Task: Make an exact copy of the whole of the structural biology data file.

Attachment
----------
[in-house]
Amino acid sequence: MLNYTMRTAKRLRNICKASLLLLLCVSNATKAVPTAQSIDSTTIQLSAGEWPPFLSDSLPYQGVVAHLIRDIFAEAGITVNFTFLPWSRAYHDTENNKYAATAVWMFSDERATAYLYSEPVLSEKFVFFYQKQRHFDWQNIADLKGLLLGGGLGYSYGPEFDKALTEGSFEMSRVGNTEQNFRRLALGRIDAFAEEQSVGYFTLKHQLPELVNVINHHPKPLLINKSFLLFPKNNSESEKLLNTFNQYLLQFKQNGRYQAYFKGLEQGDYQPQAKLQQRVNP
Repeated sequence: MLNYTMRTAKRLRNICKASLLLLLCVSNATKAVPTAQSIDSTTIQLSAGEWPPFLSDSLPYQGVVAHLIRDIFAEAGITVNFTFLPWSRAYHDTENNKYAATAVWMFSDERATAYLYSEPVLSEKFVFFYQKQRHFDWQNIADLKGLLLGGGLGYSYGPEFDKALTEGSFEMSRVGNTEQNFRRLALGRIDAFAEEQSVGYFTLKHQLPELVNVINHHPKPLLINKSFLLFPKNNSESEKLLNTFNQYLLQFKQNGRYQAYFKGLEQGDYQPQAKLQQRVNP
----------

[in-house]
Amino acid sequence: MLNYTMRTAKRLRNICKASLLLLLCVSNATKAVPTAQSIDSTTIQLSAGEWPPFLSDSLPYQGVVAHLIRDIFAEAGITVNFTFLPWSRAYHDTENNKYAATAVWMFSDERATAYLYSEPVLSEKFVFFYQKQRHFDWQNIADLKGLLLGGGLGYSYGPEFDKALTEGSFEMSRVGNTEQNFRRLALGRIDAFAEEQSVGYFTLKHQLPELVNVINHHPKPLLINKSFLLFPKNNSESEKLLNTFNQYLLQFKQNGRYQAYFKGLEQGDYQPQAKLQQRVNP
Repeated sequence: MLNYTMRTAKRLRNICKASLLLLLCVSNATKAVPTAQSIDSTTIQLSAGEWPPFLSDSLPYQGVVAHLIRDIFAEAGITVNFTFLPWSRAYHDTENNKYAATAVWMFSDERATAYLYSEPVLSEKFVFFYQKQRHFDWQNIADLKGLLLGGGLGYSYGPEFDKALTEGSFEMSRVGNTEQNFRRLALGRIDAFAEEQSVGYFTLKHQLPELVNVINHHPKPLLINKSFLLFPKNNSESEKLLNTFNQYLLQFKQNGRYQAYFKGLEQGDYQPQAKLQQRVNP